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Letter I.—On Temptations.

On temptations and the fear of giving way to them.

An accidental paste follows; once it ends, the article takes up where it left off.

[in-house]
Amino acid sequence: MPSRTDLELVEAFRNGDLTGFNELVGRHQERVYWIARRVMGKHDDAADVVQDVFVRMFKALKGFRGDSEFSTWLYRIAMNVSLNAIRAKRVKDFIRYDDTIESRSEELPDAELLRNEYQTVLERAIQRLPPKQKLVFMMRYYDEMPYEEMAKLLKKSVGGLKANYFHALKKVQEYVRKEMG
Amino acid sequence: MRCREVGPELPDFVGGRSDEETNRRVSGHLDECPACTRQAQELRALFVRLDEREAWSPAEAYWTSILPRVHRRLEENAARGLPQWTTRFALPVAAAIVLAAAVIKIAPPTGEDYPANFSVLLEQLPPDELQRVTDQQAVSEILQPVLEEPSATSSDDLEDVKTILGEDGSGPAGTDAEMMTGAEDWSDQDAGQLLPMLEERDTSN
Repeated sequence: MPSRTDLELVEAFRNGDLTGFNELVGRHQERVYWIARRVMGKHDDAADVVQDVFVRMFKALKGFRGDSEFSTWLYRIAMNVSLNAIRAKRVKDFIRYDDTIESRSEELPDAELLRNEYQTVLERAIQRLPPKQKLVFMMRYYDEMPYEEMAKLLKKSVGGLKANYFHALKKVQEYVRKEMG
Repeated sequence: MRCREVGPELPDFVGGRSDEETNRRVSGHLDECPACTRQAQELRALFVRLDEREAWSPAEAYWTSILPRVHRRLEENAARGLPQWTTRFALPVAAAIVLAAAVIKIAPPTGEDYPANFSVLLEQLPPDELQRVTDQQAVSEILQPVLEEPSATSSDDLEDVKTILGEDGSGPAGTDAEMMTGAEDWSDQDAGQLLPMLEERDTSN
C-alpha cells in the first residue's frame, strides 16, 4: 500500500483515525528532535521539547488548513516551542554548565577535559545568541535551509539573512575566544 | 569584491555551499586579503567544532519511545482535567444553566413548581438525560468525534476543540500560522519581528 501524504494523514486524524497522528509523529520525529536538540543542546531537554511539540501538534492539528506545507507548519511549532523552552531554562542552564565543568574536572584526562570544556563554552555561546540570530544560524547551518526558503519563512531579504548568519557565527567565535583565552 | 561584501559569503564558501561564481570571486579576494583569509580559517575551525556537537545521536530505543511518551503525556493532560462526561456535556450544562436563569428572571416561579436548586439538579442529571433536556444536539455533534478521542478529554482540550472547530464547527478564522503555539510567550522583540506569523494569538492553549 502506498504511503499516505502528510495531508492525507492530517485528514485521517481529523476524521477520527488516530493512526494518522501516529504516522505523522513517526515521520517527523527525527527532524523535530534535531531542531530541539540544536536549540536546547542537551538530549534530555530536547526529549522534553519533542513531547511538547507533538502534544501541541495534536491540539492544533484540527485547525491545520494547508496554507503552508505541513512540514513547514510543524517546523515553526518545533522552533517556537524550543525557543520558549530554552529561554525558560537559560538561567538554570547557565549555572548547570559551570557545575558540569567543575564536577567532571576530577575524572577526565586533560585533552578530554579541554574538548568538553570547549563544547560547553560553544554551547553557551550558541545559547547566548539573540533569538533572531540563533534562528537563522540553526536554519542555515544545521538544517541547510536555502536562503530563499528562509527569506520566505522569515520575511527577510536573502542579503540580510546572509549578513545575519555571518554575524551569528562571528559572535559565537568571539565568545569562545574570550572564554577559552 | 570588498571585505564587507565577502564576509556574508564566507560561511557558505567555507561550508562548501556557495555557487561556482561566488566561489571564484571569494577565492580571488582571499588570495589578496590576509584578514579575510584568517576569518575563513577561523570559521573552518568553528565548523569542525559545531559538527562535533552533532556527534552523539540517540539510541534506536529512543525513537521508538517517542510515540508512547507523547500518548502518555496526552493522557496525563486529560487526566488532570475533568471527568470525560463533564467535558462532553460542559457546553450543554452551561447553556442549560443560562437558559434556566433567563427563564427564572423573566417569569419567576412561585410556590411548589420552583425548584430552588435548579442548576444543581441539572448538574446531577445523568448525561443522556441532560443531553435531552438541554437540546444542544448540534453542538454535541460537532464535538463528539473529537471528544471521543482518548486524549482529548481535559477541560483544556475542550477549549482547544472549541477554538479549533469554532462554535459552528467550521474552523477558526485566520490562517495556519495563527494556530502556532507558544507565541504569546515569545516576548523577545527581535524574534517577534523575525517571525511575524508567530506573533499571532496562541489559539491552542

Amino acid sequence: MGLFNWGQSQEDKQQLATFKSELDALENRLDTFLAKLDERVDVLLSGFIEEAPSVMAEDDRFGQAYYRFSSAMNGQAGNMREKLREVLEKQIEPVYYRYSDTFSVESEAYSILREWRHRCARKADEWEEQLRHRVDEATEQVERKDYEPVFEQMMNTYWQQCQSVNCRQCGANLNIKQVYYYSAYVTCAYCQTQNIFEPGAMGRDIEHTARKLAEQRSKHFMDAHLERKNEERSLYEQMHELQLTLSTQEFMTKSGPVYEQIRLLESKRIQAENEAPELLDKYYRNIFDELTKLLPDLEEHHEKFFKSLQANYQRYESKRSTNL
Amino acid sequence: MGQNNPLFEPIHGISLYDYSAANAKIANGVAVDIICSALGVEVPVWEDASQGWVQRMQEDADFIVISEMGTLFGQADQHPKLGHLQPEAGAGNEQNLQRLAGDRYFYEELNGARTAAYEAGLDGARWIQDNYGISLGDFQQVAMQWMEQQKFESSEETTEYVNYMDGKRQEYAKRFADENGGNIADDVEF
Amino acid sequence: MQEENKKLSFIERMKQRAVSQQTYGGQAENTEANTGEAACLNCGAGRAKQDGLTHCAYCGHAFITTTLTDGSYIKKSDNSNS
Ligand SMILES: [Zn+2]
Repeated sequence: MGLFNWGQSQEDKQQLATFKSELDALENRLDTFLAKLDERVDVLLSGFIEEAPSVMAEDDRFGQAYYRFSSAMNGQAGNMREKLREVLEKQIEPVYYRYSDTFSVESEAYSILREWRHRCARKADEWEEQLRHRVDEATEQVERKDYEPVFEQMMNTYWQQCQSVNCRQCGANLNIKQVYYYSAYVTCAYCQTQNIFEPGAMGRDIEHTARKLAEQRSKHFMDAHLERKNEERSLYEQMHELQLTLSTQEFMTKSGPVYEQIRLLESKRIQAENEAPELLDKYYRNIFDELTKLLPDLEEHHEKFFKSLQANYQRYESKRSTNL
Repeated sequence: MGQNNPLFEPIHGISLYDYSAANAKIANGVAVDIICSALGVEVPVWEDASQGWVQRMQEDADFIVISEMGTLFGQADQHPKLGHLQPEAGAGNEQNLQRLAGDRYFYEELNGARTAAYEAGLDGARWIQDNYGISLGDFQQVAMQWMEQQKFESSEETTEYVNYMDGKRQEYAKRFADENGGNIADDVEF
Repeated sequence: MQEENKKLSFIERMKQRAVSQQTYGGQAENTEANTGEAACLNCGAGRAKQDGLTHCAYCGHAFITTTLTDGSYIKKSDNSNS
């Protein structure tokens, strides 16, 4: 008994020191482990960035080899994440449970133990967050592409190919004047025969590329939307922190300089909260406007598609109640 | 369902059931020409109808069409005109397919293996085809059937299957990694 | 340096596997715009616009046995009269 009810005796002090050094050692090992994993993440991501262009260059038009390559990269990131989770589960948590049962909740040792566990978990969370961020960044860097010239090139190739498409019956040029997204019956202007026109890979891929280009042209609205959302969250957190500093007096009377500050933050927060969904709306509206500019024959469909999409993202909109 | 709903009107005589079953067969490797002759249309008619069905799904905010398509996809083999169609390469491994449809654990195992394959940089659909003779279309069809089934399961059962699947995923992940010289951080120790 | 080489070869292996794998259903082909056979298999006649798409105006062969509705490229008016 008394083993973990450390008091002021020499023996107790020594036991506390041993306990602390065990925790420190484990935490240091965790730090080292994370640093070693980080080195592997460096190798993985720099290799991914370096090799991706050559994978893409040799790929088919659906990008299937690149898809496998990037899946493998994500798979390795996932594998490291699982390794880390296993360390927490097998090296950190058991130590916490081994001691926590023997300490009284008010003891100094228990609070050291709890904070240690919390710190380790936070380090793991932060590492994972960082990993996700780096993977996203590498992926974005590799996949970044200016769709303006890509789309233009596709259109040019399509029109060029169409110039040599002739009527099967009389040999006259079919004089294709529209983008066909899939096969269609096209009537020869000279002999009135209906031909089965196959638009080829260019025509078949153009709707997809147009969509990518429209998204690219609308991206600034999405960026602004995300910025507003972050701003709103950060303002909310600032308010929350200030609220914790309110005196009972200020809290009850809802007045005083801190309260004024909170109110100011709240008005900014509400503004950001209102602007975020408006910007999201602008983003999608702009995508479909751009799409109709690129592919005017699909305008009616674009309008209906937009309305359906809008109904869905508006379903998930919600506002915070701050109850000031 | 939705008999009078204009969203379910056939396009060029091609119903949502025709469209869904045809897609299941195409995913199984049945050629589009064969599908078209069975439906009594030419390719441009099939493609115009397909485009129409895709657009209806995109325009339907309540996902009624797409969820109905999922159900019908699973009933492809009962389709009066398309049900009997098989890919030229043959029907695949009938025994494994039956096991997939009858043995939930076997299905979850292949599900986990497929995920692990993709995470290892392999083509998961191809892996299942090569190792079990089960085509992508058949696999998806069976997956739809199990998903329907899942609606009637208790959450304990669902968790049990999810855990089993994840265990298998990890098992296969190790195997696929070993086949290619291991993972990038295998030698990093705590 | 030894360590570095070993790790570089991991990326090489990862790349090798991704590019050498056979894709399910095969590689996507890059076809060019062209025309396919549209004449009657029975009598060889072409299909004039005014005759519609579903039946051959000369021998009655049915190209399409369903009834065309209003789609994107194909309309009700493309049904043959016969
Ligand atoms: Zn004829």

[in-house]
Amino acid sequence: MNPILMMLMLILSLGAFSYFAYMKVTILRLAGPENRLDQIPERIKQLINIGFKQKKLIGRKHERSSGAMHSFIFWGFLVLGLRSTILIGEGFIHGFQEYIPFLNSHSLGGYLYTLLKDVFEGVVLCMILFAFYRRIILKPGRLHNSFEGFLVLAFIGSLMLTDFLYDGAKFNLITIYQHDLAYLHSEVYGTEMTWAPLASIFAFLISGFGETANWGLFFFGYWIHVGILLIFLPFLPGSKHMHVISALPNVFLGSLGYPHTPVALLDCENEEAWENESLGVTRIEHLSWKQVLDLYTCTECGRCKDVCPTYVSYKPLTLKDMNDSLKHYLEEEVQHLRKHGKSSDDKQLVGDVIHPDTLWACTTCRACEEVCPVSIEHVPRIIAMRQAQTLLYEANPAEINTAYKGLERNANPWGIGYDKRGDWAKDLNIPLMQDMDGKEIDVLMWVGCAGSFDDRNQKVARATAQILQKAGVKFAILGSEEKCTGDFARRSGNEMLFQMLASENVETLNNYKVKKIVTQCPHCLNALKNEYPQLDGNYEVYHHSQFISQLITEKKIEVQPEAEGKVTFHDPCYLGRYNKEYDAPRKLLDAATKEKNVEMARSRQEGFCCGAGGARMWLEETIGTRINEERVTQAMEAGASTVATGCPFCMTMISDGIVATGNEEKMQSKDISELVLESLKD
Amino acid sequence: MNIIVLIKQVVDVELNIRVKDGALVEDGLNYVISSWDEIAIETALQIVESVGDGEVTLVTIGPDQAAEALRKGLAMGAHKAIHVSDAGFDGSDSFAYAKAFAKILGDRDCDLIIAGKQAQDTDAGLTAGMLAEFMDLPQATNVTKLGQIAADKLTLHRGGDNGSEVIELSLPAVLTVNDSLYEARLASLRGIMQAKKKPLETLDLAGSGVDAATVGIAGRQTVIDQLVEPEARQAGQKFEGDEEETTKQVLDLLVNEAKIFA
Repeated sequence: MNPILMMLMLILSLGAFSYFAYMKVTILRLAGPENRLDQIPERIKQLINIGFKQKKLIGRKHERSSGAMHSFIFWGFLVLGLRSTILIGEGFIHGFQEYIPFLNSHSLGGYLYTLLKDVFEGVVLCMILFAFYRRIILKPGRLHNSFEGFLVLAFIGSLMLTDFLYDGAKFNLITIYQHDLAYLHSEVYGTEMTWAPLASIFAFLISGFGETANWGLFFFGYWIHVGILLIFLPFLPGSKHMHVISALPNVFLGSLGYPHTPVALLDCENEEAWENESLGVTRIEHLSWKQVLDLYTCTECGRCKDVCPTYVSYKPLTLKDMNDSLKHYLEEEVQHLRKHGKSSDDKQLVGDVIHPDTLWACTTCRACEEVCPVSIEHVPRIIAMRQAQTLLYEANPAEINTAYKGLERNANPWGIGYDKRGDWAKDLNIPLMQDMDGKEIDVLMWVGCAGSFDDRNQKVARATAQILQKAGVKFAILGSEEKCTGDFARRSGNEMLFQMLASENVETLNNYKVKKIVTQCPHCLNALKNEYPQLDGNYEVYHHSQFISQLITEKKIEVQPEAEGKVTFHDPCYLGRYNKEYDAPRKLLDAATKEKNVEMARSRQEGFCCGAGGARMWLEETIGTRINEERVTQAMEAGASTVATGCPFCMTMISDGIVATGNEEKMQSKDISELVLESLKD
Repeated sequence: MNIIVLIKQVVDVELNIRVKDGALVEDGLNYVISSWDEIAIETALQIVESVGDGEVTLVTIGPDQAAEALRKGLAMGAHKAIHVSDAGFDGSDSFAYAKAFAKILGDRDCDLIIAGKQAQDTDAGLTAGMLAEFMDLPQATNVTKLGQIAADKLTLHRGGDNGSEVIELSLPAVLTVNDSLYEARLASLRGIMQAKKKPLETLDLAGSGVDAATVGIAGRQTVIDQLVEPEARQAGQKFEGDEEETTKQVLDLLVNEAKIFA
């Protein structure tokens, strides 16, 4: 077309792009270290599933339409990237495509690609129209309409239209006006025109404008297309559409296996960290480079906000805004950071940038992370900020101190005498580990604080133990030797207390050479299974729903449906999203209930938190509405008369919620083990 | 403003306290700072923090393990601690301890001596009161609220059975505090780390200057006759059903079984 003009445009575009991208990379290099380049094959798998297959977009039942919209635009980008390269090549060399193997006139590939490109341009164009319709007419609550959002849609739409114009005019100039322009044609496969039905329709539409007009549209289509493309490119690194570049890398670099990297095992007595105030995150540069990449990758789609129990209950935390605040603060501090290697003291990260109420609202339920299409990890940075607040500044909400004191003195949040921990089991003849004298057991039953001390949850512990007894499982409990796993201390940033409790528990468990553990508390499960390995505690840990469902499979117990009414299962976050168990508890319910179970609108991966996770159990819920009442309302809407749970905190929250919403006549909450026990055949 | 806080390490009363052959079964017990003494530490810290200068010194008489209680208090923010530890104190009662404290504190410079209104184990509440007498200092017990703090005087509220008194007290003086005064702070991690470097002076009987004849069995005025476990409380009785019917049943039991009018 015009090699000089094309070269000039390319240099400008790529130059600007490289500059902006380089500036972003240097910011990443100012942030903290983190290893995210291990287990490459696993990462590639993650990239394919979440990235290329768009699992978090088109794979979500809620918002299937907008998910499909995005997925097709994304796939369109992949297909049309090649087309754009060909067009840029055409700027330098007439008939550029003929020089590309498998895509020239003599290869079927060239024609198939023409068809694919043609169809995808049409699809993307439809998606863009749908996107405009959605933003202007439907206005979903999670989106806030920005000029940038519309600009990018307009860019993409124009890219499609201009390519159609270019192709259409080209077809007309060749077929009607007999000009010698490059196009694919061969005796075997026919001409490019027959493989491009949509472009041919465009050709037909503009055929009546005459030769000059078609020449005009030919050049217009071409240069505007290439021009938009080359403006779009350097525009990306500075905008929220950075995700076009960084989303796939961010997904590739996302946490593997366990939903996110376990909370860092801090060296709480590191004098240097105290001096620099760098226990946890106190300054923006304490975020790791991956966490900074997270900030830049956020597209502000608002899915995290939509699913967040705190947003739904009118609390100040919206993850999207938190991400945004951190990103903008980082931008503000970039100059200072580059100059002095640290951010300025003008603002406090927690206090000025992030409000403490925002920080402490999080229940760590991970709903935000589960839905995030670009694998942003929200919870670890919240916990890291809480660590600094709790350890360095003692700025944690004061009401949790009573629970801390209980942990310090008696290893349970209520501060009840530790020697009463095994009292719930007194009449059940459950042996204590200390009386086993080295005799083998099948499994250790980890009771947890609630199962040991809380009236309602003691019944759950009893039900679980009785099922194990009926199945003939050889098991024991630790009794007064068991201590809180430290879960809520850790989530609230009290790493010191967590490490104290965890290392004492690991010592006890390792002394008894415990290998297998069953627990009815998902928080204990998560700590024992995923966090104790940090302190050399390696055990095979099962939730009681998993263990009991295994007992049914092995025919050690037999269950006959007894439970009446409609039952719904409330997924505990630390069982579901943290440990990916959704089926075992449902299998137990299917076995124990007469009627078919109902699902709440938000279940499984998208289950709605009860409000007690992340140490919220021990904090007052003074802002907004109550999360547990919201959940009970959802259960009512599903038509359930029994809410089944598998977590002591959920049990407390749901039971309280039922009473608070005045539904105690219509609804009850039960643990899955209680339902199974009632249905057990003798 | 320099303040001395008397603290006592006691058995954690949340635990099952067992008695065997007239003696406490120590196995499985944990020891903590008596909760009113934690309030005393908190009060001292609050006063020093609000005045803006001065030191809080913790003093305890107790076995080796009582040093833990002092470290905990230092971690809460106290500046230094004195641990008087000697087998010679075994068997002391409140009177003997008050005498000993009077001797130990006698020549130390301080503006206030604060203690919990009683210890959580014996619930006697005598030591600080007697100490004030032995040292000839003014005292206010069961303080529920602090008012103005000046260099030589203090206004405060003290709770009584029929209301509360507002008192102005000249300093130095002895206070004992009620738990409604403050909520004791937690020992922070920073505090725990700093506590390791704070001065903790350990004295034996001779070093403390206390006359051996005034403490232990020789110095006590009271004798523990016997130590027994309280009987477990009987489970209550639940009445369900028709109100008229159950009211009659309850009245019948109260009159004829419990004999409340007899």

I acknowledge, my dear Sister, that the trial to which our Lord is subjecting you at this moment, is worse than any through which you have hitherto passed. To a soul that loves God, the fear of offending Him is worse than any other. Nothing is more frightful than to have the mind filled with bad thoughts, and to feel the heart carried away to some extent, against one’s will, by the violence of the temptation; but that which is, to you, a subject of cruel anguish is, to your directors, a subject for satisfaction. The stronger are your fears, and the greater the horror these temptations cause you, the more evident is it that your will has given no consent to them, and that, far from doing you harm they only serve to increase your merit. In this even more than in other things you ought blindly to follow the advice of those who direct you. Besides, and I say it without the least hesitation, all these fearful temptations, these interior revolts which agitate you, the discouragement which makes you despond, that kind of despair which seems to separate you from God irreparably; all this takes place in the inferior part of your soul without any express and formal consent of the superior part. The latter also, it is true, is often so troubled, and so blinded that it cannot discern what it has, or has not, done; or whether or not it has consented. It is this that makes this trial so painful; but take courage! it is then that you must cast yourself, as well as you can, at the feet of Jesus Christ crucified, humbling yourself and being overcome at the extent of your weakness, but quietly and without vexation, imploring the help of God through His divine Son our Saviour and our Advocate, through the intercession of Mary our sweet mother, and firmly believe that He Who pursues us when we flee from Him will never permit us to be separated from Him against our will.

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